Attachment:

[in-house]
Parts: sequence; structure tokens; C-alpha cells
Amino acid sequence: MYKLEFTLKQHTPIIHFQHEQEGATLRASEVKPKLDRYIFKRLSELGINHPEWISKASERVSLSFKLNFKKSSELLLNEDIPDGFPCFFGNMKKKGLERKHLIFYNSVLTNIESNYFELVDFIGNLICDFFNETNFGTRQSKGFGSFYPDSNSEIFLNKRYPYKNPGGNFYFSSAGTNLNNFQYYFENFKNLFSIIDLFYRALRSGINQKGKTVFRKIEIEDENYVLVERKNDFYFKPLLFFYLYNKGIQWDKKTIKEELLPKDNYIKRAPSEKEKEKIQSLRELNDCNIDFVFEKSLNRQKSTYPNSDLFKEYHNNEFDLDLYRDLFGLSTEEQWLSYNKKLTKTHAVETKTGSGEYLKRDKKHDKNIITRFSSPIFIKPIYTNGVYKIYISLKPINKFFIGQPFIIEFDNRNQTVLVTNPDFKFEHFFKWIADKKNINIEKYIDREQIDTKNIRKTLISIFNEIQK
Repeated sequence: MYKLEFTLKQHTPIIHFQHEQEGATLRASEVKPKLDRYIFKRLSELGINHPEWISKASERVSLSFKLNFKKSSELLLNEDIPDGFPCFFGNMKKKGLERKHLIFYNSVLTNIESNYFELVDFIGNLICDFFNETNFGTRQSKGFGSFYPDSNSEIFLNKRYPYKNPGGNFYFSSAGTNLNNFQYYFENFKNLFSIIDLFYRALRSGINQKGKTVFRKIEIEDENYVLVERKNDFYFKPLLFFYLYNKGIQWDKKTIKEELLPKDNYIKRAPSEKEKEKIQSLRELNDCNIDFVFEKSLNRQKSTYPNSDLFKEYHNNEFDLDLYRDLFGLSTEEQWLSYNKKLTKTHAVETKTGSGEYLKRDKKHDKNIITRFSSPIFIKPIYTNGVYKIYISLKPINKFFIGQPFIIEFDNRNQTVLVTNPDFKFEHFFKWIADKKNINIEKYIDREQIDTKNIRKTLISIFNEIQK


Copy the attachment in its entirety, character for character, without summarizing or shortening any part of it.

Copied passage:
[in-house]
Parts: sequence; structure tokens; C-alpha cells
Amino acid sequence: MYKLEFTLKQHTPIIHFQHEQEGATLRASEVKPKLDRYIFKRLSELGINHPEWISKASERVSLSFKLNFKKSSELLLNEDIPDGFPCFFGNMKKKGLERKHLIFYNSVLTNIESNYFELVDFIGNLICDFFNETNFGTRQSKGFGSFYPDSNSEIFLNKRYPYKNPGGNFYFSSAGTNLNNFQYYFENFKNLFSIIDLFYRALRSGINQKGKTVFRKIEIEDENYVLVERKNDFYFKPLLFFYLYNKGIQWDKKTIKEELLPKDNYIKRAPSEKEKEKIQSLRELNDCNIDFVFEKSLNRQKSTYPNSDLFKEYHNNEFDLDLYRDLFGLSTEEQWLSYNKKLTKTHAVETKTGSGEYLKRDKKHDKNIITRFSSPIFIKPIYTNGVYKIYISLKPINKFFIGQPFIIEFDNRNQTVLVTNPDFKFEHFFKWIADKKNINIEKYIDREQIDTKNIRKTLISIFNEIQK
Repeated sequence: MYKLEFTLKQHTPIIHFQHEQEGATLRASEVKPKLDRYIFKRLSELGINHPEWISKASERVSLSFKLNFKKSSELLLNEDIPDGFPCFFGNMKKKGLERKHLIFYNSVLTNIESNYFELVDFIGNLICDFFNETNFGTRQSKGFGSFYPDSNSEIFLNKRYPYKNPGGNFYFSSAGTNLNNFQYYFENFKNLFSIIDLFYRALRSGINQKGKTVFRKIEIEDENYVLVERKNDFYFKPLLFFYLYNKGIQWDKKTIKEELLPKDNYIKRAPSEKEKEKIQSLRELNDCNIDFVFEKSLNRQKSTYPNSDLFKEYHNNEFDLDLYRDLFGLSTEEQWLSYNKKLTKTHAVETKTGSGEYLKRDKKHDKNIITRFSSPIFIKPIYTNGVYKIYISLKPINKFFIGQPFIIEFDNRNQTVLVTNPDFKFEHFFKWIADKKNINIEKYIDREQIDTKNIRKTLISIFNEIQK